During the Jewish holiday of Passover, observers give up all leavened foods for eight days and eat matzah like their ancestors. No bread, no pretzels, no cookies. Many grains aren’t even allowed. It’s harder than it looks.
Matzah brie, matzah balls, and matzah pizza get boring pretty fast. But there are some lesser-known, and incredibly tasty, ways to use this loved and loathed holiday cracker.
Here are 10 creative ways to have your matzah and enjoy it, too.
Windell Oskay of Evil Mad Scientist uses layers of matzah soaked in espresso in place of those trayf-y ladyfingers.
Oskay recommends letting the finished “tiramatzah” sit in the fridge for at least three hours before serving to let the matzah soak up enough espresso and lose its crunchiness.
Chef Matt Gandin of Berkeley, Calif.’s Comal came up with a delicious version of everyone’s favorite Mexican brunch dish by replacing the fried tortilla pieces with Matzah.
It’s just like matzah brie only a thousand times better, since it contains things like salsa, queso fresco, and diced serrano chili on top (may we also suggest a healthy dollop of guac?).
Chocolate Caramel Matzah “Crack”
Smitten Kitchen‘s Deb Perelman swears this stuff, which she calls “chocolate caramel crack,” is addictive.
With stick-to-your-teeth coatings of caramel and semi-sweet chocolate and a liberal dusting of toasted almond slivers, we don’t doubt that it is.
Sorry, oatmeal lovers, but oats are not kosher for Passover. But you know what is? Matzah.
Leah Koenig posted a recipe for matzah granola with pistachios and dried apricots to Chow.com that blends the sweetness and chewiness of granola with the satisfying crunch of matzah to create your new, favorite go-to breakfast — for the next eight days, at least.
When it’s covered with creamy ricotta, a fresh tomato sauce, and layers of cheese, meat, or veggies, matzah is pretty indistinguishable from lasagna noodles.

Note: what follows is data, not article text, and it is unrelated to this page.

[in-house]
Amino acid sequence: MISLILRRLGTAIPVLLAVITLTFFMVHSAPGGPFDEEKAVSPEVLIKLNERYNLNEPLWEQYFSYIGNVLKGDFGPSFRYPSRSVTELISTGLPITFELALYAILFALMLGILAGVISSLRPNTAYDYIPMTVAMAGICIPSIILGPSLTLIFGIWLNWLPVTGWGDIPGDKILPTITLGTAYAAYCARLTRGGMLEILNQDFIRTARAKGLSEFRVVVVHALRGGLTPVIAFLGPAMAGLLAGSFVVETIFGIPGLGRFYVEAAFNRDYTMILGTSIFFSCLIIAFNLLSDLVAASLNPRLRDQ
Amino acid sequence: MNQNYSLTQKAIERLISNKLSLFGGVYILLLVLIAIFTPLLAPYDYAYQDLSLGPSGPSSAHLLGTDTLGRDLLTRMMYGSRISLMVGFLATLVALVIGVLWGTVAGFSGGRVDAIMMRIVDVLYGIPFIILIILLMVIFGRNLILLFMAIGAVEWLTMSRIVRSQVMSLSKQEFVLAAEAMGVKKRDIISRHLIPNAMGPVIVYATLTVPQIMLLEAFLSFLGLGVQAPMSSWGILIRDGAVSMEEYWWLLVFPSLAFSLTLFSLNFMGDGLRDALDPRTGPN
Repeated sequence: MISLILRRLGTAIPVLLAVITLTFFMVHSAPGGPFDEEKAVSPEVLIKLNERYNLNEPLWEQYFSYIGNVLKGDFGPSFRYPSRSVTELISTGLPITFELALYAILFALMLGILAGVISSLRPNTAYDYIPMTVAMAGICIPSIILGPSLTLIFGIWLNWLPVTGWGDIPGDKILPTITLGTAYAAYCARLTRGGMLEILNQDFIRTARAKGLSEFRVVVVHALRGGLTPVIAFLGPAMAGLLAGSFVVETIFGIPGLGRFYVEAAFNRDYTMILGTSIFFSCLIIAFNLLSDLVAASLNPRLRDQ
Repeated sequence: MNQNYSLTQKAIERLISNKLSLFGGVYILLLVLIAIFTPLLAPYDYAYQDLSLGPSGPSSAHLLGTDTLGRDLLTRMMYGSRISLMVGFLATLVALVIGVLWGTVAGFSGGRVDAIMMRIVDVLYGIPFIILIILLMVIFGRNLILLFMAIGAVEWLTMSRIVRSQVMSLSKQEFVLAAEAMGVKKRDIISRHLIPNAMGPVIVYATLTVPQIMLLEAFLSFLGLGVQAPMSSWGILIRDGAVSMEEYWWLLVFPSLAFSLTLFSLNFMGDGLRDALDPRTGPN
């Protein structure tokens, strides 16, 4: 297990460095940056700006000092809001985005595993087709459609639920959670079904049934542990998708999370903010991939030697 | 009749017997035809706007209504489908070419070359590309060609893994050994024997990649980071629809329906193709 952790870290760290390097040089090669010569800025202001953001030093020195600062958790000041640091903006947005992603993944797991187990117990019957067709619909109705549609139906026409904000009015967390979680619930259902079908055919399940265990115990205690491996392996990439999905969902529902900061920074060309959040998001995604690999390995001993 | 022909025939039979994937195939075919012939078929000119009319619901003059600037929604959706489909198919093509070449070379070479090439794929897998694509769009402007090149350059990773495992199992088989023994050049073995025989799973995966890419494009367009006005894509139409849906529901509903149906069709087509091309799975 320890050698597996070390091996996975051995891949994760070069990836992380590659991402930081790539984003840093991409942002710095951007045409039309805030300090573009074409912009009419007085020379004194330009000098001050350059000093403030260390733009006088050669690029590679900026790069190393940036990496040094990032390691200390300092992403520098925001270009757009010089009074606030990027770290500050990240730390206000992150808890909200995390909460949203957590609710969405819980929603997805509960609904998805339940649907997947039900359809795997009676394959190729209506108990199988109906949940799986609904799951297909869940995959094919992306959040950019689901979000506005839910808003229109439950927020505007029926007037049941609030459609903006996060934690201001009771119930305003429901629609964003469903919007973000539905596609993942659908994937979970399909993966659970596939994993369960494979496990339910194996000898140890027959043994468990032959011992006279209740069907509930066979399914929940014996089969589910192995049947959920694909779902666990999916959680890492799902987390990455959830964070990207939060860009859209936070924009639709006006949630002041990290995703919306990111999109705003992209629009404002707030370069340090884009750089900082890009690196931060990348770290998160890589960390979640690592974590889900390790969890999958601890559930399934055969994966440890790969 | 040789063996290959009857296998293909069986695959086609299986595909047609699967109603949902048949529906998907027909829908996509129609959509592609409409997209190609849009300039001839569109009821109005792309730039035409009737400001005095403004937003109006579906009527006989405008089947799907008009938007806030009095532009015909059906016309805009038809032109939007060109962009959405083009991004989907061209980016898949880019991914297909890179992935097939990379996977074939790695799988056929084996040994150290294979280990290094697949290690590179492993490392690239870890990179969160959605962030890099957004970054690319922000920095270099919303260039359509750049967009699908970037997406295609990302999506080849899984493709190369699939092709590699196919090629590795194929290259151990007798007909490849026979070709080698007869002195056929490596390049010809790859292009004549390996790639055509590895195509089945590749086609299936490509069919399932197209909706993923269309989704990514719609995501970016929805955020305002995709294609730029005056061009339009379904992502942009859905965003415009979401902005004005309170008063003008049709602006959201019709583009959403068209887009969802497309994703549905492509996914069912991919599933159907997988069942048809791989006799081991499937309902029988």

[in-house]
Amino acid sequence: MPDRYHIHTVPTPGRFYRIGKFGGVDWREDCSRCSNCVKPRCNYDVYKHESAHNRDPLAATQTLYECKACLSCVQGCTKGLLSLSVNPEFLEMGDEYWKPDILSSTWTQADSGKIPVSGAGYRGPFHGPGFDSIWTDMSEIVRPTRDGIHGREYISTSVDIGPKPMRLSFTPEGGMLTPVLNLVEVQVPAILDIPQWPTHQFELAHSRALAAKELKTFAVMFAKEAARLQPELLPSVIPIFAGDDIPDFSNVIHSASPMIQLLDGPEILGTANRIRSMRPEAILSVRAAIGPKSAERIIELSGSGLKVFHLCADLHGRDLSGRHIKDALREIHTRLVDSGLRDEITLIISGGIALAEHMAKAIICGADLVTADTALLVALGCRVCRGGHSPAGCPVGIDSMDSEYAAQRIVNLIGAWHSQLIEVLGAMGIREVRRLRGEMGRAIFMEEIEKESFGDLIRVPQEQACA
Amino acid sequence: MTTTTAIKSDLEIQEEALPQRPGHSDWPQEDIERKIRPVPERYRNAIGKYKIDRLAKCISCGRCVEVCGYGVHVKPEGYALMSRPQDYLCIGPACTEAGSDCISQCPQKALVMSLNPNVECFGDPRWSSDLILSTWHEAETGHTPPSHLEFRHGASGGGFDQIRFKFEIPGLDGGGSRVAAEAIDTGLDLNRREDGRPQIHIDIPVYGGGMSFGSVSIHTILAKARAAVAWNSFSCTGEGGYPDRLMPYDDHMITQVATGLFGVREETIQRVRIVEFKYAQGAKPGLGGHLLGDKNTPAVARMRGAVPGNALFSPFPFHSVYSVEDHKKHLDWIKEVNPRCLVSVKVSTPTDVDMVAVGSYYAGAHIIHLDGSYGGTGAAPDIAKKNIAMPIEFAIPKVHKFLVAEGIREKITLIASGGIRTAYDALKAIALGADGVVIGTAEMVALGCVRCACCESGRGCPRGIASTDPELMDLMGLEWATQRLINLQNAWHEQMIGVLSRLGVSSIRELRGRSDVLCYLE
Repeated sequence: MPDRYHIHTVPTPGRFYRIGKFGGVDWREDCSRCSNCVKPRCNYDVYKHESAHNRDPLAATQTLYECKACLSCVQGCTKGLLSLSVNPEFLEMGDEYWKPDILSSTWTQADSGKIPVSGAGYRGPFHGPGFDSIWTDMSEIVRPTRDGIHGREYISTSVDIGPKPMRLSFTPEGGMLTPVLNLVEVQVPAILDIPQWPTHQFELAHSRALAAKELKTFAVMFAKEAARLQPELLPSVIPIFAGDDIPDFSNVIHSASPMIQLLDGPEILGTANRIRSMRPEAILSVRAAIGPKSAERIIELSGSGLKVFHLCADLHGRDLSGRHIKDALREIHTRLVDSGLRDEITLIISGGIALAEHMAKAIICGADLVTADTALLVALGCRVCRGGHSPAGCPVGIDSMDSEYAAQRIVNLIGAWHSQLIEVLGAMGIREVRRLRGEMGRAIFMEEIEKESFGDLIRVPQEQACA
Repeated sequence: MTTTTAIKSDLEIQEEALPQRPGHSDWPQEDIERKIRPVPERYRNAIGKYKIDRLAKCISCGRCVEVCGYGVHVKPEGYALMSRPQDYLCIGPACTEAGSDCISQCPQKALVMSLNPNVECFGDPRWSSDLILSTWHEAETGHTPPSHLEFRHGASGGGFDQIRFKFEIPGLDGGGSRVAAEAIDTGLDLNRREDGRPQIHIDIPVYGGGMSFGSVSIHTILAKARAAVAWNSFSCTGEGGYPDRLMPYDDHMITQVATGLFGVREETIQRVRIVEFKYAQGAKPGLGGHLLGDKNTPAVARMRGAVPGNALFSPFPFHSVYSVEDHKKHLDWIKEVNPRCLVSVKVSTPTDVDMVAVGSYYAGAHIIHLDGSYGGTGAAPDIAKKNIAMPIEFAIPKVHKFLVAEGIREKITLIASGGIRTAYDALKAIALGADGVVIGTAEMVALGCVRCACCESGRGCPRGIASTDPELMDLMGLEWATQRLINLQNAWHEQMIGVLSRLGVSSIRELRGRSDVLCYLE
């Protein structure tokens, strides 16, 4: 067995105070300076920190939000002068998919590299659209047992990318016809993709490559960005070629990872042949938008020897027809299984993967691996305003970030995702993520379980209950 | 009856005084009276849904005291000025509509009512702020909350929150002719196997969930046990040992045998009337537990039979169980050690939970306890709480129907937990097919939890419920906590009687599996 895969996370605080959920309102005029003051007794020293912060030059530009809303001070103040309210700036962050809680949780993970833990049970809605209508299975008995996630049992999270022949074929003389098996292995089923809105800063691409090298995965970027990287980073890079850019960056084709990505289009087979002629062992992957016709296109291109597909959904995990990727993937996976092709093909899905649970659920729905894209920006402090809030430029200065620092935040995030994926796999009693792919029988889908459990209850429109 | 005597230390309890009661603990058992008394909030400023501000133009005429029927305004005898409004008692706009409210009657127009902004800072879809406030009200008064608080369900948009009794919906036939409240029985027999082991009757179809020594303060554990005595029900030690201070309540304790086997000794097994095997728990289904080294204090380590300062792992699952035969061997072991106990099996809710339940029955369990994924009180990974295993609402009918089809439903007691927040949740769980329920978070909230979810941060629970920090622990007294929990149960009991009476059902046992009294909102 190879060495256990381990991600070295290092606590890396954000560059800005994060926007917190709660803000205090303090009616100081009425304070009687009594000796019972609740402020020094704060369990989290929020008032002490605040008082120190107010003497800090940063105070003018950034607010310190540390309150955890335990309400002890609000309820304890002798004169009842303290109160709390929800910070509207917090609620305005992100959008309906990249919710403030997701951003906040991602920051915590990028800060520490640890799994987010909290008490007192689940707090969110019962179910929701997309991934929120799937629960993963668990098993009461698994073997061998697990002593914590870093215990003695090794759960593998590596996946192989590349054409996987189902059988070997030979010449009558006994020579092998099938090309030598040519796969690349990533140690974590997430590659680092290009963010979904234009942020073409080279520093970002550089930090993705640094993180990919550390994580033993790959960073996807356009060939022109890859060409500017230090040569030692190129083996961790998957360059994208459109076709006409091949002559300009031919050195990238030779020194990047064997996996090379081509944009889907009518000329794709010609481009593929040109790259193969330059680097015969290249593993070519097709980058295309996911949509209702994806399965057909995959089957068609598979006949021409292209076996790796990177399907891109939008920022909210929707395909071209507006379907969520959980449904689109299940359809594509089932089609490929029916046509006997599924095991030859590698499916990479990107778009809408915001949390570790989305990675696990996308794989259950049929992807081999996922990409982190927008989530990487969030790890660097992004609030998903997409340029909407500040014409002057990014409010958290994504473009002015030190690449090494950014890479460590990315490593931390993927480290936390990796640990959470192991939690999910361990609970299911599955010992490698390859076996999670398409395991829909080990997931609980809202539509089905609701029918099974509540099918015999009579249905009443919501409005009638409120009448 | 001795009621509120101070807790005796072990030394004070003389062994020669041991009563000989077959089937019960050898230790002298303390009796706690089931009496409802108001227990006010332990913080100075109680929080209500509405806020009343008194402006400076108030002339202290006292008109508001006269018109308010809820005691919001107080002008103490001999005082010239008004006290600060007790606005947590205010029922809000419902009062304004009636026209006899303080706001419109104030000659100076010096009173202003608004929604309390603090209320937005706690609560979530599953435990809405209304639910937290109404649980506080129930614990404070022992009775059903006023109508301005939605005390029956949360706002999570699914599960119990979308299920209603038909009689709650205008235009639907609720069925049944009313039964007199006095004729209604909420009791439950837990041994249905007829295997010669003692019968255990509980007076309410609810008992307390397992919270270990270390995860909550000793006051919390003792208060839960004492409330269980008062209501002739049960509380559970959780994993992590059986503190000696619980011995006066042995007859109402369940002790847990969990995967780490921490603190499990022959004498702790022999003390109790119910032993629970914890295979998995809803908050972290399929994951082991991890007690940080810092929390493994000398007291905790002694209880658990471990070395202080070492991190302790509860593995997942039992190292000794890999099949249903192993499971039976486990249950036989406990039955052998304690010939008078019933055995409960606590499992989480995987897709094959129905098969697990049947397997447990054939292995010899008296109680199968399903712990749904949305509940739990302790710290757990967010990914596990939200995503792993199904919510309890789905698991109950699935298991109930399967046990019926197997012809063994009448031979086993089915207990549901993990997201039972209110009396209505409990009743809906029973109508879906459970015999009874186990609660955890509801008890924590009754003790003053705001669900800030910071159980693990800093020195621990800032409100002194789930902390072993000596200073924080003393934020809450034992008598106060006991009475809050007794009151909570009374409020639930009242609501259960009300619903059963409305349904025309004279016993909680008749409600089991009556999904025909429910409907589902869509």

Danya Weiner and Deanna Linder of Matkonation made their matzah lasagna two ways — one with a creamy, cheesy white sauce, and one with a succulent red sauce — so you can mangia more matzah!
If you’ve got a food processor, a blender, or time and elbow grease, you’re just a step away from making your own matzah meal — a versatile ingredient in both sweet and savory dishes. Like crepes, for example.
Cara Lyons of Cara’s Cravings stuffed her crepes with spiced lamb and eggplant, but you can do yours with fresh fruit, jam, or, our personal favorite, banana and Nutella.
Matzah Crunch Ice Cream
Big Girls Small Kitchen food blogger Cara Eisenpress, and author of “In the Small Kitchen,” made a variation of matzah crack and one-upped it by crumbling it into a batch of homemade vanilla ice cream. Ditch the spoon and use a larger piece of matzah crack to shovel it into your mouth.
All you need is an ice cream maker, and you’re in business.
Brisket & Matzah Breakfast Bruschetta
Business Insider’s operations coordinator and The Crepes of Wrath blogger Sydney Kramer paired homemade matzah with soft-scrambled eggs, tomato, and sliced brisket to make a fabulous Jewish breakfast bruschetta.
Deep Fried Matzah Balls
A holiday’s not a Jewish holiday unless you dunk something in hot oil and fry it golden. And while matzah balls are typically cooked by boiling them, Amy Kritzer of What Jew Wanna Eat fries hers like falafel and serves them hors d’oeuvres-style with a wasabi cream dipping sauce.
Matzah balls are not just for soup!
Matzah Fried Chicken
Bruce and Eric Bromberg, the brothers behind the Blue Ribbon restaurants and authors of “Bromberg Bros. Blue Ribbon Cookbook,” are known for their award-winning juicy and extra-crispy fried chicken wings and legs. The secret? Matzah meal, which gives it that additional crunch.
The Brombergs combine matzah meal with all-purpose flour when they coat the chicken, but you can leave the flour out during Passover to achieve similar, Pesach-friendly results.
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